Having returned from a career-threatening injury, steeplechaser Eilish McColgan goes into the London Olympics in the form of her life
On August 6 2011, Eilish McColgan lay trackside at Crystal Palace in physical and mental pain, knowing that her dreams of competing in the steeplechase at the IAAF World Championships in Daegu were over and that her London 2012 ambitions were in doubt.
In that race at last year’s London Diamond League, McColgan broke her foot with 500 metres to go in 3000m steeplechase but battled through the pain to finish less than a second outside the Olympic qualifying time – and, even more surprisingly, still managed to set a PB of 9:44.80.
The Olympic final in McColgan’s event will take place exactly one year to the day of her injury, and after booking her place on the team with her victory at the UK Trials, McColgan is now hopeful of being on that start line.
“At the second-last water jump in Crystal Palace last year I completely fractured the left navicular bone in my foot but I continued racing through the severe pain. As I kept racing, the bone was displaced and I had damaged a few of the bones around it.
“The surgeon said some of the bones looked like ‘mush’ – which I am assuming bones are not meant to look like!” she added. “I was admitted in for surgery the following day to get five screws and a metal plate put in place in order to fix the injury.
“It was horrible but to be honest, finishing that race in a World Championships qualifying time of 9:44 opened a lot of doors for me and put me in the running for a place at London 2012.
“I never would have believed that I could return to competition so quickly after such a serious injury. I have completely shocked myself – as well as my doctors – as to how quickly things have progressed with my fitness this year. At one point, we weren’t sure that I would be able to return to steeplechase again – but I made the decision to swap my landing foot over in order to be able to compete again.”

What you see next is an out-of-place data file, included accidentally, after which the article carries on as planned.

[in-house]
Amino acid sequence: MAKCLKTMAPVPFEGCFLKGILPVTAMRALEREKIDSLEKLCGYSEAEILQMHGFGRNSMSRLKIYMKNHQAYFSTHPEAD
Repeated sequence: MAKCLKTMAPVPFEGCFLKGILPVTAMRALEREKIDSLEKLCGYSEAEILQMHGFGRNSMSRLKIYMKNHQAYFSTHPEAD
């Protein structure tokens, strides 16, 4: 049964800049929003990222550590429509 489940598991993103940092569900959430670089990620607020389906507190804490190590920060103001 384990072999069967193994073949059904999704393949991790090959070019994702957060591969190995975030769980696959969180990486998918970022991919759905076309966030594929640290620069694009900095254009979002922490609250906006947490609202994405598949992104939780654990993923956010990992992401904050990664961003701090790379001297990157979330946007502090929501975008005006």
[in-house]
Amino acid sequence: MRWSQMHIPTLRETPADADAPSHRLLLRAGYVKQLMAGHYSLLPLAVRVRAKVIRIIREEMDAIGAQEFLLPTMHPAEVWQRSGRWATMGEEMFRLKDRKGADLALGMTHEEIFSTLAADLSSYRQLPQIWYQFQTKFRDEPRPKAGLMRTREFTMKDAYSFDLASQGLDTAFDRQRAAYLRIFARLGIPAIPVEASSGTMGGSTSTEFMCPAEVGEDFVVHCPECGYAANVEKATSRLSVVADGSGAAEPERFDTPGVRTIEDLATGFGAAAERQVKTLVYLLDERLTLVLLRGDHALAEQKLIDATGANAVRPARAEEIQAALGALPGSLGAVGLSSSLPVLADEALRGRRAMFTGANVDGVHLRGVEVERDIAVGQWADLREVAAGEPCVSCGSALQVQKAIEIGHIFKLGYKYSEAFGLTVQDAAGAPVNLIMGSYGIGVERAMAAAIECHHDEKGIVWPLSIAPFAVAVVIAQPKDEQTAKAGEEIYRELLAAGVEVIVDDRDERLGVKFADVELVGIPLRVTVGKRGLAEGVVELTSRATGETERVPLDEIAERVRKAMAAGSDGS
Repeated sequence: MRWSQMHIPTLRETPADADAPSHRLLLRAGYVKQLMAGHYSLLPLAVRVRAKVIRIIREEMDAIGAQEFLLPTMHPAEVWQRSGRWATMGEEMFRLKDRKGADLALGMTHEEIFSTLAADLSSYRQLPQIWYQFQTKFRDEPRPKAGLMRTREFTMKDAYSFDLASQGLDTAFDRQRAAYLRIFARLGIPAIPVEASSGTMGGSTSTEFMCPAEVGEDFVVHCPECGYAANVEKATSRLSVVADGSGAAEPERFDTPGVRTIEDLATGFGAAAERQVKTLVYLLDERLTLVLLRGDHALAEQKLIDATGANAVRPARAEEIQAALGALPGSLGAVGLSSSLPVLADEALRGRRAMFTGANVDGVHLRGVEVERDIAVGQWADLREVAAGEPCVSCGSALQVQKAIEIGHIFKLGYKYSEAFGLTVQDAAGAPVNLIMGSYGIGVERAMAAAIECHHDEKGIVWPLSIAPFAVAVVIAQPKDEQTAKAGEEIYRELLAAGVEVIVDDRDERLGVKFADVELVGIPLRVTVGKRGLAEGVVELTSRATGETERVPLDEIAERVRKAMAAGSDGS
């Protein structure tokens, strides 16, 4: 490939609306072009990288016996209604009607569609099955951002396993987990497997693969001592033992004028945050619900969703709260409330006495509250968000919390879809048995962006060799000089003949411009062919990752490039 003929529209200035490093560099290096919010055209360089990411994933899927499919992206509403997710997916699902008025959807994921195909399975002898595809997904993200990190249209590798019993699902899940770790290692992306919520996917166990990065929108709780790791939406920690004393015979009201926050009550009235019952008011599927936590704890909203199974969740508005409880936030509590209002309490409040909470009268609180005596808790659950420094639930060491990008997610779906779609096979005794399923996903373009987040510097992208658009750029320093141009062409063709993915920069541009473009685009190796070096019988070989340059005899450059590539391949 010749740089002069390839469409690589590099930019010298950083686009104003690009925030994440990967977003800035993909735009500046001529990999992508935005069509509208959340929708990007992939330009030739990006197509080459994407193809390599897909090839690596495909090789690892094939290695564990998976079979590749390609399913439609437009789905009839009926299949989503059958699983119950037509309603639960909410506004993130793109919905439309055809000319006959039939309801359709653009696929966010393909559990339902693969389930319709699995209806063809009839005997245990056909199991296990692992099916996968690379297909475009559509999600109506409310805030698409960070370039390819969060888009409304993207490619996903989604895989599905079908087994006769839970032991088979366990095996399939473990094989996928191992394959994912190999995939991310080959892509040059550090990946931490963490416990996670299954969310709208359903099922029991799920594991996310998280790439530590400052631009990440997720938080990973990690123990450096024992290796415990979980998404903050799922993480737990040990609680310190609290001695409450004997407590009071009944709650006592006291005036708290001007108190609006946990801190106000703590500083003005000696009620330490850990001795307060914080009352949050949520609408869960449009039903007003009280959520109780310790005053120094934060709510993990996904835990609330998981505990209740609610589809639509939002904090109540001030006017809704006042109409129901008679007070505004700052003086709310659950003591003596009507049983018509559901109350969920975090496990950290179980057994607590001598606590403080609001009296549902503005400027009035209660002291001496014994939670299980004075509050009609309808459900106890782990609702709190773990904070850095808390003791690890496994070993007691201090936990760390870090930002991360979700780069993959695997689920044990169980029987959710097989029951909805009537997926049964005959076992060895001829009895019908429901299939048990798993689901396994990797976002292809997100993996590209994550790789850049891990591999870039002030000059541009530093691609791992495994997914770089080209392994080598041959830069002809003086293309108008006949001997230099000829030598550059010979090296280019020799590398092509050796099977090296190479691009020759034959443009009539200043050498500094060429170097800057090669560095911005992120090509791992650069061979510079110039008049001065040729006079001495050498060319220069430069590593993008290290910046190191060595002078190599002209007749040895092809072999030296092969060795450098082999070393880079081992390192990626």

Daughter of Olympic 10,000m silver medallist Liz McColgan and Northern Irish 3000m steeplechase record-holder Peter McColgan, the 21-year-old is a force to be reckoned with in her own right. Far from being overawed by her parents’ success, instead you get the sense that both her parents add an unbelievably important and supportive weapon to her artillery.
“Both my parents inspire me a great deal,” says McColgan. “Seeing how hard they trained in order to be successful shows me how hard I have to work in order to achieve my ambitions and dreams.
“My mum has been my coach since I took up athletics as a child, so she probably influences me the most. She is the one who plans my day-to-day training and my whole racing schedule. But my dad can obviously give me more specific steeplechase advice as that was his event.”
Such guidance from both parents has this year assisted McColgan in setting a lifetime best of 9:38.45 at the Oslo Diamond League, breaking the British under-23 best. The performance was of course a major boost for McColgan, although she is keeping Olympic expectations at a realistic level.
“A few people keep asking me, ‘are you going to win a medal?’ I’m always quick to reply with ‘of course not!’ Don’t get me wrong, I love a positive mental attitude and God loves a trier, but there is absolutely no point in me having an unrealistic one. I am nowhere near the standard of those athletes… yet. Ask me the same question in four years’ time and I may have a different answer.